That took longer than I planned, but I had fun putting my literary analysis hat back on. Now let’s talk about how to see the themes in our own creative writing work. This is harder, but after some practise it gets easier. How I see it, there are two ways to do this.
The first one is to ignore theme and simply write your story. In the revision process, you can look back and see if you can see any themes that have naturally occurred. Once you can see a theme or two, you can strengthen the theme by adding and changing aspects of the story. For instance, I wrote a creative non-fiction piece about my sister and me when we were growing up. I wasn’t thinking about themes before I wrote it but looking back I can see the themes of sisterhood, learning to work together, and learning to solve problems. There is also the theme of nature, because that played a large role in our lives growing up. In the revision process and through workshopping this piece with my classmates, I could build upon these themes and come out the end of that class with a powerful story that spoke to core beliefs and values that many humans have: love, friendship, and family.
The second method is to have a theme picked out in brainstorming or plotting (before writing anything). If you want to talk about themes surrounding love, for example, you might lean towards writing something in the romance genre. Creating two characters that will respond the way you need them to will help to bring your commentary to life in a natural way. Perhaps you’re going to tell the story of a young widow and her new boyfriend to show that love is not a singular experience, but one that can heal and help us move forward out of grief. That’s a simple theme, but most of the ones in romance books are. Maybe you want to show the faults that exist within the governments of our time, so you write about a world ruled by dictatorship and have your main character strive towards tearing down their governing structure. The Hunger Games follows this theme. Literary themes move more towards moral and ethical questions and concepts, so you might choose to talk about life and death by writing about the world’s last–dying–vampire and the imminent extinction of their species. This would allow you to explore the internal theme of facing your own death while looking at what it means to be alive. Is a vampire alive, or does the fact that someone has reanimated it prove that it isn’t alive? These are fundamental questions that many of us have regularly enough for us to connect with them. With literary themes, it is more impactful when there isn’t a solid answer at the end of the story. These fundamental questions don’t need answers; they only need to be asked and dwelled upon.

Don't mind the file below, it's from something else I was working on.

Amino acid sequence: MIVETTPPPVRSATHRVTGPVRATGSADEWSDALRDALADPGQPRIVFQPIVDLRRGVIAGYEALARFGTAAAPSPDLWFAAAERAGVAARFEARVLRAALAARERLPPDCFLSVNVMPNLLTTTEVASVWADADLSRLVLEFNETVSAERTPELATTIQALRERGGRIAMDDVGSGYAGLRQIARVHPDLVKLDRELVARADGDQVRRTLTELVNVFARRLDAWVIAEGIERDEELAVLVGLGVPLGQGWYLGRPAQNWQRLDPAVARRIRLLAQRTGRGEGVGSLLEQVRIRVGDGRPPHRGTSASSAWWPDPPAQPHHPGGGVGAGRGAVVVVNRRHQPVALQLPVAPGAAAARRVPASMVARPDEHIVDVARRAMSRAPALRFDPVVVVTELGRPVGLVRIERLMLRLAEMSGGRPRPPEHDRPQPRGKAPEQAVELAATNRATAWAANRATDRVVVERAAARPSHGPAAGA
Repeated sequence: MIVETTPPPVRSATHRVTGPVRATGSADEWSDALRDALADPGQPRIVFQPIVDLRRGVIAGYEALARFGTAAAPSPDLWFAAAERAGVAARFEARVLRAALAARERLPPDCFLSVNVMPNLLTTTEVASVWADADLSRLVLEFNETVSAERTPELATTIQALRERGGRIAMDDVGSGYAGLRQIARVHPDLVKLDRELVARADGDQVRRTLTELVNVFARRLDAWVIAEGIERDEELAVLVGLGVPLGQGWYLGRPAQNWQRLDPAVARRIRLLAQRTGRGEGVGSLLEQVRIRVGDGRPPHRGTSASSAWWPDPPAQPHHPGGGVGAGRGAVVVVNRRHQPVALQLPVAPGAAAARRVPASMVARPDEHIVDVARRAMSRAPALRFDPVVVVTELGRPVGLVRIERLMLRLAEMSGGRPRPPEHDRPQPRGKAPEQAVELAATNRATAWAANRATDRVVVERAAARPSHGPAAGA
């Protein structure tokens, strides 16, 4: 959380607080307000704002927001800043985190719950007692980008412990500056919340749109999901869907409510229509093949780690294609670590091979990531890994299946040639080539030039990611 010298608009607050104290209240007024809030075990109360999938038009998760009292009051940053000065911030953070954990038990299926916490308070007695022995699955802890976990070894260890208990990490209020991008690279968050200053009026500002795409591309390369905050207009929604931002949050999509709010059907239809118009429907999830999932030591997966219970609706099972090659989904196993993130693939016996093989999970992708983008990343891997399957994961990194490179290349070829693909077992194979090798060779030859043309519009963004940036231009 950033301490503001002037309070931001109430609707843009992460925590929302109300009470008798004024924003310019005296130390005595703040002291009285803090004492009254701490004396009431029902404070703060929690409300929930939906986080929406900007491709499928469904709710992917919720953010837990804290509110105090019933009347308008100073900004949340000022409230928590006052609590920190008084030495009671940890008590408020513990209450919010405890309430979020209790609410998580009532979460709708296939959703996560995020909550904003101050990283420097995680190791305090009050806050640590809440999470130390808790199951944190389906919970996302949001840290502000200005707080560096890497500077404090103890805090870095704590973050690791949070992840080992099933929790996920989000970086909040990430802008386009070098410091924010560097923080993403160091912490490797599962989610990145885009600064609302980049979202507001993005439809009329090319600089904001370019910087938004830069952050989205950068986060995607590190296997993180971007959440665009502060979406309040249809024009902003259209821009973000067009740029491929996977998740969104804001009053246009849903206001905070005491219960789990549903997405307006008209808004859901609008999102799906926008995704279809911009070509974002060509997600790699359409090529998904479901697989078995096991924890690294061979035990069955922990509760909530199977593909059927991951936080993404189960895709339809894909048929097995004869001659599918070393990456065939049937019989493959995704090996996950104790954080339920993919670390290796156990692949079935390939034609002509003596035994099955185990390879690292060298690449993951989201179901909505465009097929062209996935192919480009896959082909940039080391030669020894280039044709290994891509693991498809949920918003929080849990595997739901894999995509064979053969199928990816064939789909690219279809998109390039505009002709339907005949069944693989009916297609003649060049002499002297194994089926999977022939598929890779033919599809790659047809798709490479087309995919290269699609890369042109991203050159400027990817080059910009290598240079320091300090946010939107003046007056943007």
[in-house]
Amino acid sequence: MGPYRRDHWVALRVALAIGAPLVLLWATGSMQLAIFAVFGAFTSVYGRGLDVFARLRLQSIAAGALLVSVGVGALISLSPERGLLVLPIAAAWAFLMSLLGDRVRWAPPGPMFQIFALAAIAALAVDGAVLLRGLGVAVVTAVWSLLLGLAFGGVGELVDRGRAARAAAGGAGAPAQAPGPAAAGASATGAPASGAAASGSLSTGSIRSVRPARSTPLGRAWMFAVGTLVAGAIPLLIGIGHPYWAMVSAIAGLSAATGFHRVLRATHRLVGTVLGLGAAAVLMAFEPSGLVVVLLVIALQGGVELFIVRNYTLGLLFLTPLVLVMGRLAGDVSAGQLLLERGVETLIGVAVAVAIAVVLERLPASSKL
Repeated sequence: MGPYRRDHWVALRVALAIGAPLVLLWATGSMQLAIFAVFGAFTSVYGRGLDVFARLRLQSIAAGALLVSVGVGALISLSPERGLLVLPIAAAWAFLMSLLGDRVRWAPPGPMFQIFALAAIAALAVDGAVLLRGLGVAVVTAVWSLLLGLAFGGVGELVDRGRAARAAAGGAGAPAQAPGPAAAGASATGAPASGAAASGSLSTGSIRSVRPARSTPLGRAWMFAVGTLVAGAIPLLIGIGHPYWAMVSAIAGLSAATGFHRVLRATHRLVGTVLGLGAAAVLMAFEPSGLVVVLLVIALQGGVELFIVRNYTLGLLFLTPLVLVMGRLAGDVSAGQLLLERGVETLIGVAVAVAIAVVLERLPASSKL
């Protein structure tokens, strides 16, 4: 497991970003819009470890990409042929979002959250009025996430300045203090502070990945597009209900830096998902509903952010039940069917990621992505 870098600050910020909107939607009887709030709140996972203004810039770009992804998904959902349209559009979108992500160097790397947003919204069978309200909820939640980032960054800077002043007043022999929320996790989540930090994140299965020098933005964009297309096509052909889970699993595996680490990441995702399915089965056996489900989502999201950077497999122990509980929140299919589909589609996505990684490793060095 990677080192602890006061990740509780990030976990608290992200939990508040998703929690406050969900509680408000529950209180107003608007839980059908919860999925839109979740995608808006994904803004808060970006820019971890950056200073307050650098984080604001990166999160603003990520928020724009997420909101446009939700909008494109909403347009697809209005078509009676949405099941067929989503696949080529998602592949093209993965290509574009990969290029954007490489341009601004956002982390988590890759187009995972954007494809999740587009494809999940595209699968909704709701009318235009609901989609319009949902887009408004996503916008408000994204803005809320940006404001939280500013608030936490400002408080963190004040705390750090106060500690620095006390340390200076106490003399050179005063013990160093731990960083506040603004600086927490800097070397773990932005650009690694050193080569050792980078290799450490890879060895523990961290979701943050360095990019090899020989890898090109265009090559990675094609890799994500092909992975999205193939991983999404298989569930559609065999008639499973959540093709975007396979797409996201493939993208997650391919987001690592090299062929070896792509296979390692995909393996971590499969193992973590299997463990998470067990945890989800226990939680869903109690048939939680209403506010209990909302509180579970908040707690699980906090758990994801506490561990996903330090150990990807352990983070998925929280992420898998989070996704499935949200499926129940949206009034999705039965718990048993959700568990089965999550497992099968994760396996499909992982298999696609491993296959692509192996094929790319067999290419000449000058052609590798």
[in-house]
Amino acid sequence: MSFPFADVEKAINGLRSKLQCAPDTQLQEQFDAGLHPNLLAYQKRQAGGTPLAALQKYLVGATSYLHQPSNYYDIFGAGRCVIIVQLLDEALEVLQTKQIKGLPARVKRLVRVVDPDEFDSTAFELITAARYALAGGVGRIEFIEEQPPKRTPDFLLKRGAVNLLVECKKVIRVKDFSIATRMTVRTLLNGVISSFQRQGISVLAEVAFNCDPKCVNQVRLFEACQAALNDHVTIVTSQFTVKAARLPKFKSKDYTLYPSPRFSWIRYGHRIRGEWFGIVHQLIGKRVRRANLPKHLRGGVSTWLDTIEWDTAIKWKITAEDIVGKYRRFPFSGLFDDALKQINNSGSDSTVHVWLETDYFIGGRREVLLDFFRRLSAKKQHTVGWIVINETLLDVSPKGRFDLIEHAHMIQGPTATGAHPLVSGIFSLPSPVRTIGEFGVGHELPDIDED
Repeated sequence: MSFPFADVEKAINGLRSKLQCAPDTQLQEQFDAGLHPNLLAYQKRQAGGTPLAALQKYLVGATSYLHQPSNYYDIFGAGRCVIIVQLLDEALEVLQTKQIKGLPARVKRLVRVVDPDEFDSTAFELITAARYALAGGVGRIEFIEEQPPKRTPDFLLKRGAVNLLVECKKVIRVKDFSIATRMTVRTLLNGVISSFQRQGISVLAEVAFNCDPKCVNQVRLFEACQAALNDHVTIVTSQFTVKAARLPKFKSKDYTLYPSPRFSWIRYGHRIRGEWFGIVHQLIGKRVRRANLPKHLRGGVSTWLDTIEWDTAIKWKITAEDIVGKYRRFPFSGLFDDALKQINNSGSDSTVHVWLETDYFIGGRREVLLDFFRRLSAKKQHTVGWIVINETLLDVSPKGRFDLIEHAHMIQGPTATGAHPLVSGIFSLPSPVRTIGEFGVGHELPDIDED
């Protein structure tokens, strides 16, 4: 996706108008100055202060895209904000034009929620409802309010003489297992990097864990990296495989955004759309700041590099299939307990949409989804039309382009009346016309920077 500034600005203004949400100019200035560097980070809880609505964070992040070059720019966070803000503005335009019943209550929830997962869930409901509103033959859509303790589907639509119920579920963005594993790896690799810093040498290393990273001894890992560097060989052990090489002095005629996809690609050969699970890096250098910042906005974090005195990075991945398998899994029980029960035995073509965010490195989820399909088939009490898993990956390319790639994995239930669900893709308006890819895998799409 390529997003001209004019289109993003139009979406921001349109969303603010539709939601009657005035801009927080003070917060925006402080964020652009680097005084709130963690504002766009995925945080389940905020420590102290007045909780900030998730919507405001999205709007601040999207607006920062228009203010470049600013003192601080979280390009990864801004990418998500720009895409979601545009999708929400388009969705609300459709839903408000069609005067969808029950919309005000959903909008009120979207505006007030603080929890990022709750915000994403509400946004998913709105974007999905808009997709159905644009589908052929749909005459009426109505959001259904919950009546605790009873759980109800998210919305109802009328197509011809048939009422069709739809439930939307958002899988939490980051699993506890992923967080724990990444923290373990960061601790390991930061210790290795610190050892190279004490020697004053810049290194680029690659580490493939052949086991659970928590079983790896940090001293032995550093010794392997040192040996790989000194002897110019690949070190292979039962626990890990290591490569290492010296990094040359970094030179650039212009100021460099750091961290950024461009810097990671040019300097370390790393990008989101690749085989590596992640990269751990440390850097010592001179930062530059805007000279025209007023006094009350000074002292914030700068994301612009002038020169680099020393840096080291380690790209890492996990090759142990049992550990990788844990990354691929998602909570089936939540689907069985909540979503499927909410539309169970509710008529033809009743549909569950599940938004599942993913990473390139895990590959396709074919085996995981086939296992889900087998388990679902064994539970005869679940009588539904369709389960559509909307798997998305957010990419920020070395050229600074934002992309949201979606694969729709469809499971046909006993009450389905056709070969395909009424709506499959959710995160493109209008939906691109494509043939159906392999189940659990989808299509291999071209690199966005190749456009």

After giving as many examples as I can think of to help you, I think I’m going to say that we’re done with theme. It’s a complex monster that is difficult to put into a simple cage. The definition that I provided from Lit Charts at the beginning of this post doesn’t encompass the enormity and importance themes provide in the stories we read.
As always, thank you all for reading! This is the last post dealing with elements of writing, so look forward to some original, brand new stories written just for you! I mentioned above and I’ll say it again, they’ll have the Creative Write with Me title. Thank you and have a great day!